How would you answer the key question(s) raised at the beginning?
Response to Lesson
Please complete the following Practical Application Assignments and email a brief summary of your responses to the Ewerts at the above email address.
Practical Application Activities
Our key questions for this session are: (1) How does knowing God help strengthen my life of prayer? (2) How does prayer help me to know God better?
After every lesson we will give you Practical Application Assignments and ask you to send a message summarizing your efforts to firstname.lastname@example.org. Here are the ones for this lesson:
- Think through the teaching you have received in this lesson and through your own personal prayer life. What changes will you make because of the teaching?
- Here is a list of Scriptures that speak to our topic today. Pick two or more of these passages and meditate on what God is telling you about His desire for a relationship with you and how He will respond to you as you seek Him. Write out what you discover. Rewrite the verses in your own words. Deuteronomy 6:4-9; Psalm 42:1-2; 63:8; 66:16-20; 103:13-14; 130:5-6; 145: 18-19; Proverbs 3:5-6; 8:17; Lamentations 3:25; Isaiah 26:9; 33:2; 63:16; 64:8-9; Jeremiah 29:12-13; Matthew 6:6, 9-13; 7:7-11; 26:39, 42; Mark 12:28-34; 14:36; Luke 11:2-4, 9-13; 18:9-14; John 17:1-26; Romans 8:15; Ephesians 3:12; Galatians 4:6; Hebrews 7:15-19; 10:19-22; 11:1-6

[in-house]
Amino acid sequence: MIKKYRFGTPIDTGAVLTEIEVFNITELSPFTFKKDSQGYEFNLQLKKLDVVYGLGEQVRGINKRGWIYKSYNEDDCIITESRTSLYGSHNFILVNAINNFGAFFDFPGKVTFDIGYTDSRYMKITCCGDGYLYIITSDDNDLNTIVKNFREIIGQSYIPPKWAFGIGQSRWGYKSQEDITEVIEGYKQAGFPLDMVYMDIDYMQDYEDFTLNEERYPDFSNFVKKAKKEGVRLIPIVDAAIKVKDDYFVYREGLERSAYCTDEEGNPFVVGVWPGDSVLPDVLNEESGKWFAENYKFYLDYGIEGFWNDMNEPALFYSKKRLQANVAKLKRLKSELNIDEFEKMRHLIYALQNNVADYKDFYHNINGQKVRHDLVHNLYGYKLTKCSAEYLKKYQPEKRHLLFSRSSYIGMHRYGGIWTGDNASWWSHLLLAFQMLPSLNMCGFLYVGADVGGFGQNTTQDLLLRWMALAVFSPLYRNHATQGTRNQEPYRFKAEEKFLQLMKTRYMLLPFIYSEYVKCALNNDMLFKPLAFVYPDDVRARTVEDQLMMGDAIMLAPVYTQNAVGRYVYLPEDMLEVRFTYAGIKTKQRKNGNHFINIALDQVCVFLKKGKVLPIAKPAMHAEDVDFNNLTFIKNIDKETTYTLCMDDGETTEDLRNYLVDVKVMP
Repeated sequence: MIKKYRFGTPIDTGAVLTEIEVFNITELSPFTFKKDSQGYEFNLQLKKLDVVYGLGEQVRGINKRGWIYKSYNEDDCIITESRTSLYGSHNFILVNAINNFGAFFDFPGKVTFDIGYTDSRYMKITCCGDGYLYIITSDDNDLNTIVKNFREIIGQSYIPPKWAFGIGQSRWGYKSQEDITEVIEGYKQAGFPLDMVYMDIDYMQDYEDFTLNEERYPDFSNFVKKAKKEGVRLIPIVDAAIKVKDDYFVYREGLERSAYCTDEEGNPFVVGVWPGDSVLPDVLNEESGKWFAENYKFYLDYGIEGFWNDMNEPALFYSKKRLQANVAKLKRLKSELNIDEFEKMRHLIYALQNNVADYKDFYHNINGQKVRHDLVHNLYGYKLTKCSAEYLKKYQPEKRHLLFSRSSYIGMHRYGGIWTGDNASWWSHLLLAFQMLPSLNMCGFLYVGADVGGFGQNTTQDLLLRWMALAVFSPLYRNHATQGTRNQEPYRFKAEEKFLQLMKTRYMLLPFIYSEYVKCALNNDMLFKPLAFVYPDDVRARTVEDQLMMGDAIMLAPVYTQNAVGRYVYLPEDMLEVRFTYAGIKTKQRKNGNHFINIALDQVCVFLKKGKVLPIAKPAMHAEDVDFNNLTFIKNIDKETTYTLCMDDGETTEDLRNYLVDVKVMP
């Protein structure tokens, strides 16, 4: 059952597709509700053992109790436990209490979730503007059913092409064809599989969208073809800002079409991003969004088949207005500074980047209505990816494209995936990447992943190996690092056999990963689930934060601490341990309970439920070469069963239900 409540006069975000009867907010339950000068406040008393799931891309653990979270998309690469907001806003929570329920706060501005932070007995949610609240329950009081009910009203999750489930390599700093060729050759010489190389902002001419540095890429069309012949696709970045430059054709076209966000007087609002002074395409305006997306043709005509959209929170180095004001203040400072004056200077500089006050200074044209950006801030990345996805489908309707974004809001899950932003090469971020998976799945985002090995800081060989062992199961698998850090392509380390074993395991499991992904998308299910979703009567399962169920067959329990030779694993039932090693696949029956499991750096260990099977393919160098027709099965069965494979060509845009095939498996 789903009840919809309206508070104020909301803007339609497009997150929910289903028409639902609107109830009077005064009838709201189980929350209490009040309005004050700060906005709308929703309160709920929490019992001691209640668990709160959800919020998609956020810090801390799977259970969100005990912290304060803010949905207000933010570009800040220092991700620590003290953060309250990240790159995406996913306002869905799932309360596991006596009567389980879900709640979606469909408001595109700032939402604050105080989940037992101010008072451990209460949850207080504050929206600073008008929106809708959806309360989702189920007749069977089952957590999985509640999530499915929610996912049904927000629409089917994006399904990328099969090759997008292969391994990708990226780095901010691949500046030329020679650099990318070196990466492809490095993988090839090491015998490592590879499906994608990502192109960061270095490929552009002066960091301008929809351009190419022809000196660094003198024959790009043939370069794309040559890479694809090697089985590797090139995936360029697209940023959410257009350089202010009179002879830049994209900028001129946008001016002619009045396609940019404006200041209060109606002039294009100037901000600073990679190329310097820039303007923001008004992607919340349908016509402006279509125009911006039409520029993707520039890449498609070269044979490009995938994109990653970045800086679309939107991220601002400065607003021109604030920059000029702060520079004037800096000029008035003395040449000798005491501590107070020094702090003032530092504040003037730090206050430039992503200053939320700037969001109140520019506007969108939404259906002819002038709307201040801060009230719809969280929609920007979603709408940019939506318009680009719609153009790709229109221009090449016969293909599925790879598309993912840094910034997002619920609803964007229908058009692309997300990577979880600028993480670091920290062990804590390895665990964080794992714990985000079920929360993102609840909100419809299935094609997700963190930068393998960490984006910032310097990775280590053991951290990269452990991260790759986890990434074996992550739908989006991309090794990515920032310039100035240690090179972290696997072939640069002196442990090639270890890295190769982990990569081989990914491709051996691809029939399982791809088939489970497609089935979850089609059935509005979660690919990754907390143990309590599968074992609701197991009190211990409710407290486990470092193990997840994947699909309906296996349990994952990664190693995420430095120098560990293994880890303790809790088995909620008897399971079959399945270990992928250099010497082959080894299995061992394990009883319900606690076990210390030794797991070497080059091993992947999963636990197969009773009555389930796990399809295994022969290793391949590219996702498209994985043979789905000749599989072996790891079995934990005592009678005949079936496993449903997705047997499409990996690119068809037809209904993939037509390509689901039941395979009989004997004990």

- The components of prayer we talked about are noted by the acrostic P-R-A-Y (Praise, Receive [Repent/Report], Ask, Yield/Yes (Amen!). How do each of these components help you to know God better and strengthen your prayer life?
- Here is an article by A.W. Tozer. Please read it and note any thoughts it brings to your mind.
A.W. Tozer, Pursuit of God, “Following Hard After God”
“God is a Person, and in the deep of His mighty nature He thinks, wills, enjoys, feels, loves,